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Antikythera Shipwreck is Found



By: Yi Qi


Recently researchers have discovered several extraordinary items at the Antikythera shipwreck site in Greece, including bronze statue pieces and a disc or a plate object with a bull printed into it. They are 2,000 years old.


A Greek water diver named Elias Stadiatis discovered the wreck, which was surrounded by rotting mold and items on the bottom of the sea. The captain, Dimitre Kondos, did not believe that, so Kondos dove down to the site himself, and he returned with an arm from a bronze statue.


They also found a good deal of plate cups and other items all dating back to the 60 BC. A very valuable find was a statue of Hercules. "In 1900, [sponge divers] pulled out the statue of Hercules, and now in all probability, we've found its head," explained archeologist Lorenz Baumer. "It's a most impressive marble piece. It is twice life size, has a big beard, a very particular face, and short hair. There is no doubt it is Hercules.”


The ship itself sank under the waters around 70 - 60 BC. Antikythera is in the middle of this shipping road where things get moved and the ship probably sank when a big and large storm smashed it against the island’s very large cliffs.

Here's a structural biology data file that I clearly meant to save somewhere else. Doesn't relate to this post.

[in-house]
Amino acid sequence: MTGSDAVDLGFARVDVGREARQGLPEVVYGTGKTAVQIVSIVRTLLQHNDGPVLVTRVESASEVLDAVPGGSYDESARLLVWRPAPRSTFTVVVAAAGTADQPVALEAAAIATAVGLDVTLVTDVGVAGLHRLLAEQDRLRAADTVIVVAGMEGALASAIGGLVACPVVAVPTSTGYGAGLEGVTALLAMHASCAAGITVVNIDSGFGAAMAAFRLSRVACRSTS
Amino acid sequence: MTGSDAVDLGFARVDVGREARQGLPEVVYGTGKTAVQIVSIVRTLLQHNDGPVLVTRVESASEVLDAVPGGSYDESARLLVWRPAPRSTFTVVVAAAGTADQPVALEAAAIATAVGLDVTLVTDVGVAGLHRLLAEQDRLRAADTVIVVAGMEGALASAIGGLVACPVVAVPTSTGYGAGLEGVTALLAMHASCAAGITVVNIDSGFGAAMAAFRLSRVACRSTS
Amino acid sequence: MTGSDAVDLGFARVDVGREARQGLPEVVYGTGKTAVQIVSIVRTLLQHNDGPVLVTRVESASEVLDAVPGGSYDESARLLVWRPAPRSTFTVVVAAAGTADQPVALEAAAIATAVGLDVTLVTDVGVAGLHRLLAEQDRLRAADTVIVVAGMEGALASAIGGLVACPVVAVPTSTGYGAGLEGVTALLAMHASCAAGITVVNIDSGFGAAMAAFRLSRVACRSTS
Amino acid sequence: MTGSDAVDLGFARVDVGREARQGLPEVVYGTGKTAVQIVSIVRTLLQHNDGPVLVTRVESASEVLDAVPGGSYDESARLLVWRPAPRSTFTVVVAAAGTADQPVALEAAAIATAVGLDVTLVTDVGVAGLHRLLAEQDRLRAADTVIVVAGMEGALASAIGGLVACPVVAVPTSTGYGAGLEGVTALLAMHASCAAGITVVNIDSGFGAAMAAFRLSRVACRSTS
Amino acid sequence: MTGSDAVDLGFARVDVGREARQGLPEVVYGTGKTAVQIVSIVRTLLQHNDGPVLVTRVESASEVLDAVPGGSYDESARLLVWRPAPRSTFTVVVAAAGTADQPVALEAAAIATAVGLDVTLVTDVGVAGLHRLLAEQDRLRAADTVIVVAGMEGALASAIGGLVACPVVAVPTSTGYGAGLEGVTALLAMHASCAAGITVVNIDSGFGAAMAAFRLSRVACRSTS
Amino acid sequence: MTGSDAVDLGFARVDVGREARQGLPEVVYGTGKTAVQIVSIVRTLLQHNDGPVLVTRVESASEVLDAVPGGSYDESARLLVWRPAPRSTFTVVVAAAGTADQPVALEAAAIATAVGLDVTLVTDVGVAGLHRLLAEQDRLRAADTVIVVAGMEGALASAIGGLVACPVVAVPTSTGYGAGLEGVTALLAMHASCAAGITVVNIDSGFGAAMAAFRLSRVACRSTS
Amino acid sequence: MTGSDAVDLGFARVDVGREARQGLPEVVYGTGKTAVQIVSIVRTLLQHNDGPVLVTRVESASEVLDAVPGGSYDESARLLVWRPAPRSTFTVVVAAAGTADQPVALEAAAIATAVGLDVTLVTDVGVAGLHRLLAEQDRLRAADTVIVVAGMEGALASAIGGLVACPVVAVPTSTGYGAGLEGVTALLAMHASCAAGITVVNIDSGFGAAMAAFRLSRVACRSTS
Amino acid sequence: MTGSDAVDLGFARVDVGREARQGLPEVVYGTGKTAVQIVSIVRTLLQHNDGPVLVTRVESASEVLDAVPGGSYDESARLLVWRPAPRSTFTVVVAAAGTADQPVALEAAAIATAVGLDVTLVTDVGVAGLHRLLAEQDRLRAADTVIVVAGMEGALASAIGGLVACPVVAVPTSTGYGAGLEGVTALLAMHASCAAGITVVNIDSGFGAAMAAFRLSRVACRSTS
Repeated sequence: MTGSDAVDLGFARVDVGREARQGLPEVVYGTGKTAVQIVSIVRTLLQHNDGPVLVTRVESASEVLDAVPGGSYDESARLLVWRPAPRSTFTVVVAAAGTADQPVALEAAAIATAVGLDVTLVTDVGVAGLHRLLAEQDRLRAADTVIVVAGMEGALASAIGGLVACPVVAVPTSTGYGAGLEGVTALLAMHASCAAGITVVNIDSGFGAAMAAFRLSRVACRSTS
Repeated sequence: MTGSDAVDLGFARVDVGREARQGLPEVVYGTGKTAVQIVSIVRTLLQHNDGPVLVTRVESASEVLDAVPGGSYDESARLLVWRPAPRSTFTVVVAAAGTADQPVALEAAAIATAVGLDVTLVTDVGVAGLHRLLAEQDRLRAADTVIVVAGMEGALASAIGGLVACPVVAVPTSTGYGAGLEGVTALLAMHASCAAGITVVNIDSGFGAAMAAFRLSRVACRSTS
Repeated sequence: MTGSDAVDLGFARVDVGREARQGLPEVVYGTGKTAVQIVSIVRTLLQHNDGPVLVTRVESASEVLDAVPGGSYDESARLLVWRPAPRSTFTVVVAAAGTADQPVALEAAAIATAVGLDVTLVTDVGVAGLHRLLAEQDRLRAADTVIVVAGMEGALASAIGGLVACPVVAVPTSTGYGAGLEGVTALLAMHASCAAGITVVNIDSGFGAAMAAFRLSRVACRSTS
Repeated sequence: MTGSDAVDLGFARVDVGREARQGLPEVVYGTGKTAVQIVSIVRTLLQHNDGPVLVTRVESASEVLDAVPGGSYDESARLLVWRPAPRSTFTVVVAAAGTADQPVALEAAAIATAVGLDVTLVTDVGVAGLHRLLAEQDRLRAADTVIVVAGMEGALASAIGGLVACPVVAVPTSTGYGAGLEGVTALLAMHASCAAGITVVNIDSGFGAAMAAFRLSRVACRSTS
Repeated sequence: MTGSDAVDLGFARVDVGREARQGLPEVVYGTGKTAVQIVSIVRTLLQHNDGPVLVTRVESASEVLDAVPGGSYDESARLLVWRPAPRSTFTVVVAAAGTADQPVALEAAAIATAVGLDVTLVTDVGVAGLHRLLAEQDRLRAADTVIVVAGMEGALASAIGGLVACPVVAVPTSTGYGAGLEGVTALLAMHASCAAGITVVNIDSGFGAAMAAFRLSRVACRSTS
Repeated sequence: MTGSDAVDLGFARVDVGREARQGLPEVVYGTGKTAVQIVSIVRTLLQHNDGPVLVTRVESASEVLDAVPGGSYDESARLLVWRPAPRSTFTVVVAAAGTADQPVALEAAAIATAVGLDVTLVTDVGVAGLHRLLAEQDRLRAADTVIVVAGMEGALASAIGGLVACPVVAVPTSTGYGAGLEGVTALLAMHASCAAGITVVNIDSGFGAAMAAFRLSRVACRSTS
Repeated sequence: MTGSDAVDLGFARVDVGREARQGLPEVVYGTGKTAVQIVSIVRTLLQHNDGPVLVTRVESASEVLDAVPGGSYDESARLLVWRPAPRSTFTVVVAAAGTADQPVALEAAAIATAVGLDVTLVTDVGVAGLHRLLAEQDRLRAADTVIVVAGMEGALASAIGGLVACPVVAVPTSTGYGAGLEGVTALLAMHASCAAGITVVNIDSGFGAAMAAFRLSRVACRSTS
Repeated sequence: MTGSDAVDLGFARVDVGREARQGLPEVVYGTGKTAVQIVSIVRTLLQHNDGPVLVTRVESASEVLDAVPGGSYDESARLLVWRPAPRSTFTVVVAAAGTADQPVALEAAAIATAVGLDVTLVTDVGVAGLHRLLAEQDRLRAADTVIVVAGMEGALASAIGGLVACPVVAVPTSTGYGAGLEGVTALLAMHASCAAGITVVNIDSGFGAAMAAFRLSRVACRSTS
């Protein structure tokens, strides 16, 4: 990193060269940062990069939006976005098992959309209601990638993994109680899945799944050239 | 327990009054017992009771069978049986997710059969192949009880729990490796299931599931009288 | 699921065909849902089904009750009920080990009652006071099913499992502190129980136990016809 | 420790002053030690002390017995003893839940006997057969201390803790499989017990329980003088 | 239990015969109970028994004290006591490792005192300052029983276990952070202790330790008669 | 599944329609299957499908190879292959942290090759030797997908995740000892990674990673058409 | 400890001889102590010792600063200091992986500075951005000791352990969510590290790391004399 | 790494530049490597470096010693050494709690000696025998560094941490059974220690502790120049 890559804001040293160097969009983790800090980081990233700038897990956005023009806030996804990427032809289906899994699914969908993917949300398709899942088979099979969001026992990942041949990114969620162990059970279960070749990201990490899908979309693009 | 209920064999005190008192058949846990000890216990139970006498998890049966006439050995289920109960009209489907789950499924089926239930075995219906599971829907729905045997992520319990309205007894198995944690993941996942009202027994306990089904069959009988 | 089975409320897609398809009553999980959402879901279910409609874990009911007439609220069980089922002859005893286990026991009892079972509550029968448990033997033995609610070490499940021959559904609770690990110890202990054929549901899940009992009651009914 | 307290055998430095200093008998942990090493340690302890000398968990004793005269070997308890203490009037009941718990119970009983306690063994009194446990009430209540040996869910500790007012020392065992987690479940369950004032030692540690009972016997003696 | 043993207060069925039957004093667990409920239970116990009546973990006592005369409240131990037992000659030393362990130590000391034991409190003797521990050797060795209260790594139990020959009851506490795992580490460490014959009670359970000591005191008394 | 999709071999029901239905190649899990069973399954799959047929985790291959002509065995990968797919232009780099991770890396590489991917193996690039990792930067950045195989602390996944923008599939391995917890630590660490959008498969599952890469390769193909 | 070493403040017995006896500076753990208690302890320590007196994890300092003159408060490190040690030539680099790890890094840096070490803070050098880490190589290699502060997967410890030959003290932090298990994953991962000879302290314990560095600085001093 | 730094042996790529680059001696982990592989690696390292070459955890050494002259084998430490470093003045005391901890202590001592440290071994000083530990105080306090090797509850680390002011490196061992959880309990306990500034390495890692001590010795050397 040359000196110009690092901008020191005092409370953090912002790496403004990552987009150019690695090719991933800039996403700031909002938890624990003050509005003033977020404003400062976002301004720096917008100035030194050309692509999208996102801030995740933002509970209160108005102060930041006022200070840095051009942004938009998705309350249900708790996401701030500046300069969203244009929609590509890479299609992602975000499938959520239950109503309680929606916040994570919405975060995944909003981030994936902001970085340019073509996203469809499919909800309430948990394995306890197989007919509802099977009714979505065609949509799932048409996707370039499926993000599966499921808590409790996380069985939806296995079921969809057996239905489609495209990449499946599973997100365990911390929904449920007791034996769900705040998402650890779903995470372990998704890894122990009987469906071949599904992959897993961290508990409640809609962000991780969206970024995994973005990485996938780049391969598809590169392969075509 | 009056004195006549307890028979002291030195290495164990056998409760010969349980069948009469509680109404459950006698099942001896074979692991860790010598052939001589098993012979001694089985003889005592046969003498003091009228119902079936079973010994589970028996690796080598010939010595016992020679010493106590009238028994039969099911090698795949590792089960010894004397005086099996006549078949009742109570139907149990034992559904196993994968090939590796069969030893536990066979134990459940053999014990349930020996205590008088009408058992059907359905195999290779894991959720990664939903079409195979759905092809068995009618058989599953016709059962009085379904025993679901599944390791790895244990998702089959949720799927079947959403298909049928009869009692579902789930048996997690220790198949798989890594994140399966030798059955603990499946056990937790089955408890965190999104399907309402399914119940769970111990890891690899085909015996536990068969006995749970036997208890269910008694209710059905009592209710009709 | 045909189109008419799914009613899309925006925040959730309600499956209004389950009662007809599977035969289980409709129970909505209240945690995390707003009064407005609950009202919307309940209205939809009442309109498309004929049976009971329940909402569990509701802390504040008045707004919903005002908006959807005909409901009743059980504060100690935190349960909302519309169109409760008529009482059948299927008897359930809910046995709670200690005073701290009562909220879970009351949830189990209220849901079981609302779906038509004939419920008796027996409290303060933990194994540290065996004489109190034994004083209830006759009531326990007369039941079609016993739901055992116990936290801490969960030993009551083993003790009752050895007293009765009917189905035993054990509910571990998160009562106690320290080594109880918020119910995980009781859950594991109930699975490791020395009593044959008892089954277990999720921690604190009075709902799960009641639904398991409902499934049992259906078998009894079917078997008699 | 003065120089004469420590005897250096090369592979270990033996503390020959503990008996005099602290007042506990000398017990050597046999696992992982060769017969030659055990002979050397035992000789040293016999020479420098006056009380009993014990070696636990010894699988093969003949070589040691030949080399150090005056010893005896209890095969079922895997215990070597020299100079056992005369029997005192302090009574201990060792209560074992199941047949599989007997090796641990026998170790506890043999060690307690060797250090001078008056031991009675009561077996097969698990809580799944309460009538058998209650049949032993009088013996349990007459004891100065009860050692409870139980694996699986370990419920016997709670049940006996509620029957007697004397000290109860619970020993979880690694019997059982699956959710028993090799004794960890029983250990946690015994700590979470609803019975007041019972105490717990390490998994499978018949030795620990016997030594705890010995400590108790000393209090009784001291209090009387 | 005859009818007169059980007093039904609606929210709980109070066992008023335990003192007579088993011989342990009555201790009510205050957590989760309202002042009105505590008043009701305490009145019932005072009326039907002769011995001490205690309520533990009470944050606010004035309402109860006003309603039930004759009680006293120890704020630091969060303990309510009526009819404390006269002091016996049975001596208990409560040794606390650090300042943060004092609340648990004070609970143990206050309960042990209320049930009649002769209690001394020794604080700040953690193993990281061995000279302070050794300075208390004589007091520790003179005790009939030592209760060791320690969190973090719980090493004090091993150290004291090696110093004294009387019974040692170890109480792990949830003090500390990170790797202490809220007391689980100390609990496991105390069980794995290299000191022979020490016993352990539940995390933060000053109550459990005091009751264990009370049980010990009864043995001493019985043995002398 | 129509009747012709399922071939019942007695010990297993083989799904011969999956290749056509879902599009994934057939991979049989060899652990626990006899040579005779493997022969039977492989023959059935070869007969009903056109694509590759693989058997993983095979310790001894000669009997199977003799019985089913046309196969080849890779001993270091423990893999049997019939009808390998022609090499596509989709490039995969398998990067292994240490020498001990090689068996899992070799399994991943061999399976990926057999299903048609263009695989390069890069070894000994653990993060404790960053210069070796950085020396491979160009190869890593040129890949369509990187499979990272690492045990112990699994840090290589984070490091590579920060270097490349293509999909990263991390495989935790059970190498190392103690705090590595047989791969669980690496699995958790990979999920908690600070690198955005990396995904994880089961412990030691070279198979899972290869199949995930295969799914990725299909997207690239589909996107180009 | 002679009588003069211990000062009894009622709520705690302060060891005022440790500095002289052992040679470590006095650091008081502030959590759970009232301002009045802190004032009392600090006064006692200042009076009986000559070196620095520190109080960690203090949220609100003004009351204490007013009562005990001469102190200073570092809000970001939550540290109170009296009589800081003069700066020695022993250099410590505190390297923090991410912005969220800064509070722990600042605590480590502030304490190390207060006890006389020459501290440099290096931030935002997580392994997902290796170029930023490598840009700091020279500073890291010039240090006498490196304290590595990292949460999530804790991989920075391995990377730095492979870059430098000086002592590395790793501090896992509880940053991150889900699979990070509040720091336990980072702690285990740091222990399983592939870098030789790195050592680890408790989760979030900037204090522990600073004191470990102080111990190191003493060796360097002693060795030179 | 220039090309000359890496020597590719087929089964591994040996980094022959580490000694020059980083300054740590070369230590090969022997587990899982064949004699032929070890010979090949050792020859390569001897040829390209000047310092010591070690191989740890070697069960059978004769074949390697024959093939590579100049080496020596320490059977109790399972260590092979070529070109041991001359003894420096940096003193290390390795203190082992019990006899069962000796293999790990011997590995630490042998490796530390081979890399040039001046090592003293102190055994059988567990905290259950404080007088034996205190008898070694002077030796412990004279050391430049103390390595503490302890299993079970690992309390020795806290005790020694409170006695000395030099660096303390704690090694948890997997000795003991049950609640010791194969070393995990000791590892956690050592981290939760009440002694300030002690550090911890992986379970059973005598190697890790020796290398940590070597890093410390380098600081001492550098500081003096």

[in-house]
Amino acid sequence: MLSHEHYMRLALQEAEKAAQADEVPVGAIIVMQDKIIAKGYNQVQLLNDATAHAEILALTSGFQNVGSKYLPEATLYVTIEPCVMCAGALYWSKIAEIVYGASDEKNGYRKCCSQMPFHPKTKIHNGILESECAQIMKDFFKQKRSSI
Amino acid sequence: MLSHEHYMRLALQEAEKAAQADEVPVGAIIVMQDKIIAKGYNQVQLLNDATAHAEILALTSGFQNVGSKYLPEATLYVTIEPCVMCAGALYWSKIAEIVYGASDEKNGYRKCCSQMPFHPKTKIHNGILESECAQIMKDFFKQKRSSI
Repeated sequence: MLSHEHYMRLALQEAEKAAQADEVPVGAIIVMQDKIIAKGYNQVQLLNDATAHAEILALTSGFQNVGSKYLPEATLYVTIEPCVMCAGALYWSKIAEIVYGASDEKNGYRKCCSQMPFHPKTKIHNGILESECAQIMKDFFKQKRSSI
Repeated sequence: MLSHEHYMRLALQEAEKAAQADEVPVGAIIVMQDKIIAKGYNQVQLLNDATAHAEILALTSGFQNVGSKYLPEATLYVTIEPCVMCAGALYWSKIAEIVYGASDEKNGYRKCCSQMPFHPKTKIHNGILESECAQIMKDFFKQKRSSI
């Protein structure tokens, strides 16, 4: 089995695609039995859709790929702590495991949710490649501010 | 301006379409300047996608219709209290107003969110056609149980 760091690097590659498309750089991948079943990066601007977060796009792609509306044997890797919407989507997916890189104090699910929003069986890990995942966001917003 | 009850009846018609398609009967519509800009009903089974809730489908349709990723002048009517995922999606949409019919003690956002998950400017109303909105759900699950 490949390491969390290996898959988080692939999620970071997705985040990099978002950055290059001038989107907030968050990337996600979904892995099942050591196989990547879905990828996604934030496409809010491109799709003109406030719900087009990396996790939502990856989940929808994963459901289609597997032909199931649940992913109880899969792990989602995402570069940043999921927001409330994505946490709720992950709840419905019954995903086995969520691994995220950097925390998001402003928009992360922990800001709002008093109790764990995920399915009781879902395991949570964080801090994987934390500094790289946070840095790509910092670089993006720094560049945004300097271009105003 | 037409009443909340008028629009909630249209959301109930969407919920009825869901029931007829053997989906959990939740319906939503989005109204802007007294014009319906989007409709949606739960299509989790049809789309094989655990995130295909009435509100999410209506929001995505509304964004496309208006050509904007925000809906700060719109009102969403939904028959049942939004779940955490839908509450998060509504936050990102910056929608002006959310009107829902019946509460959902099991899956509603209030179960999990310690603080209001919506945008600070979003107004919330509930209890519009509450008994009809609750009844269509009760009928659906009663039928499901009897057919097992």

The site of the Antikythera Wreck has some pieces of a Greek cargo ship from the First Century, BCE. It is near Antikythera which is near Crete.


“It was an enormous ship, carrying the highest-quality material available in the first century B.C.,” said Woods Hole Oceanographic Institution marine archaeologist. “Every single dive on it delivers fabulous finds and reveals how the ‘one percent’ lived in the time of Caesar.”


It also traveled to many places shipping supplies to the needy, factories, and also large stores. But how do they keep them fresh? It’s kind of like space. They put the food in special bags.


This ship might have been found but many more are still hidden. More and more things will be discovered. This wreck has given many details to scientists.


Link:

https://smarthistory.org/the-antikythera-shipwreck/

https://www.whoi.edu/know-your-ocean/ocean-topics/ocean-human-lives/underwater-archaeology/antikythera-shipwreck/

https://www.foxnews.com/science/ancient-antikythera-shipwreck-reveals-secrets

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